How does one map a city? Popular method might include suburbs, train lines, food trails and bike lanes. Now, what if we overlaid the map of a city with something more intangible and personal, perhaps using people’s memories, connection and even nostalgia? What insights would we get?
That was the basis of Curating KL, a project I was part of, in Kuala Lumpur (or KL as we called it). In 2013, we mounted a gigantic map of KL in a music festival and encouraged festival goers to pin a flag on the map with a personal note about that spot.
What we realised is, the strongest connection people have to KL is food, love and childhood memories. Many of the notes mentioned areas and laneways where one could find the best beef ball noddles, chicken satay or a range of popular Malaysian food. There is always some good natured competitiveness in this, as people like to believe only they know where to find the best food in the city. This is hardly surprising, in a country known for its strong food culture and where people sometimes greeted each other by saying “have you eaten” instead of “hello”.
The association with love is a bit more interesting. Many people highlighted places where they met the loves of lives and this ranged from schools to shopping malls and restaurants. There was a also a healthy dose of lust as people pinned spots where they kissed someone, had sex or witnessed other people making out.
“Met my soulmate in primary school when we were both 12”
“Did the walk of shame”
“Made out with a café girl when I was 16 at KLCC in the park and got fined by the cops. She paid. I was broke”
Comments like these are intriguing because relationships, sex and sexuality in Malaysia is seen as conservative. Even public displays of affection between couples are rare and could lead to being told off by the moral majority, but clearly not everyone adheres to that expected behaviour.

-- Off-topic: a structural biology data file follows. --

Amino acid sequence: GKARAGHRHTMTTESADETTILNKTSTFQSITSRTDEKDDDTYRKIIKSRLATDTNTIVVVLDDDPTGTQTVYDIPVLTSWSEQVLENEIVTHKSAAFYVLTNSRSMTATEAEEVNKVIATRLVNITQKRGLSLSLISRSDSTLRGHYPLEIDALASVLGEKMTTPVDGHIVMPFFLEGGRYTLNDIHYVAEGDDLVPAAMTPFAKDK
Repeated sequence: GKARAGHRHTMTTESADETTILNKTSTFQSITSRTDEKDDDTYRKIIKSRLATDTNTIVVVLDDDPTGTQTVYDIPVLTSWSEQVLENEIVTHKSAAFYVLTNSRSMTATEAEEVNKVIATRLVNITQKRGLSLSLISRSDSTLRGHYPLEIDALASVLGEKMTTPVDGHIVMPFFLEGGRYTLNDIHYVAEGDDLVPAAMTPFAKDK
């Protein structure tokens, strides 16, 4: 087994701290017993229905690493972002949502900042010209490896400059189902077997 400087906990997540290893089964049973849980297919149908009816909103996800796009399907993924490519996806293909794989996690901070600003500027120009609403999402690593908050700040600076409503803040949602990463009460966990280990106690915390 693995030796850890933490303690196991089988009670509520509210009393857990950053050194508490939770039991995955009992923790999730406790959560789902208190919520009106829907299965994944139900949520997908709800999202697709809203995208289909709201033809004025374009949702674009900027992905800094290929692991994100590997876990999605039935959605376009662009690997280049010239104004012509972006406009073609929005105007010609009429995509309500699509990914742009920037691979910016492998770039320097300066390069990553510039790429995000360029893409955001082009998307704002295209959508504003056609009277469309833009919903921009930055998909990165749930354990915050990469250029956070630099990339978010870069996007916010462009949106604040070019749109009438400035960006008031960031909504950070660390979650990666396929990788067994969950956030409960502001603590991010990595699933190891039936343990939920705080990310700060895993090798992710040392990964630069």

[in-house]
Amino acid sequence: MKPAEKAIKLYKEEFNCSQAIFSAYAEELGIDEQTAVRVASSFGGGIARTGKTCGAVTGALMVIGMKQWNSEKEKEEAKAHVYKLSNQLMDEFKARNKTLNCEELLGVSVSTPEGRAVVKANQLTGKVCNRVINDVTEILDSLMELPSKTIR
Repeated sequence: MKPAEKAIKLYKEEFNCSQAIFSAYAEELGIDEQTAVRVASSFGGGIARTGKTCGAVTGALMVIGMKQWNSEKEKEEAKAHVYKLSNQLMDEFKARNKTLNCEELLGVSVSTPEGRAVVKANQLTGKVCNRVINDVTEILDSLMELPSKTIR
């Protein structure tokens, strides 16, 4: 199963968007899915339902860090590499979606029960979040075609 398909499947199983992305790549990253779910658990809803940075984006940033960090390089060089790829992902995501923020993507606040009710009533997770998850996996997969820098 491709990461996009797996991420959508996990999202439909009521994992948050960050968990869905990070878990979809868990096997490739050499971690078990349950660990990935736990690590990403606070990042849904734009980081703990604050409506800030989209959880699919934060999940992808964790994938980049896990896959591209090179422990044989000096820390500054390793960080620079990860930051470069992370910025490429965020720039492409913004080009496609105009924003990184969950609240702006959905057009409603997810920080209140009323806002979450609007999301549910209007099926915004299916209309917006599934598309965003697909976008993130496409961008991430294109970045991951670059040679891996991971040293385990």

The most poignant aspect of the project is realising that for most people, nostalgia is their strongest connection to the city. Many of the notes pinned on the outer suburbs (30km from the CBD) are about carefree childhood days, schoolyard fights or experiencing different milestones while growing up.
“Bought my first bra here”
“This is where I went for my first rooftop gig”
In comparison, the notes pinned closed to the city centre have more current memories or expressions of being frustrated and confused
“I wasn’t here; I don’t know where I am”
“Got stranded with 5 other friends for hours because there was no taxi”
These comments really give a voice to the impact of urbanisation and the mass migration of young adults from their suburban family home to the city to study or to work. They might experience financial gain and career opportunities but there is often a feeling of disconnect from their new, concrete environment. Both the city and the people are constantly trying to adjust, and it will surface when you map the city with its inhabitants.
This project was our personal challenge to crowd source input that could help us look at Kuala Lumpur differently and we achieved it. Community engagement should be required in any new development or even established cities but it is a big leap to go from that to mapping a city entirely using emotions and human connections. Now, the Invisible City project in Parramatta is trying to do just that, so maybe it will be less of a novelty in the future.
Annie Hariharan is interested in people’s relationship with places and identities and is constantly finding better ways to narrate their stories. She has initiated, organised and volunteered in several community engagement programs in Kuala Lumpur, Bali, and now Melbourne. She does not have any formal training or education in this area; she identifies as a business consultant, pop culture nerd and occasional writer.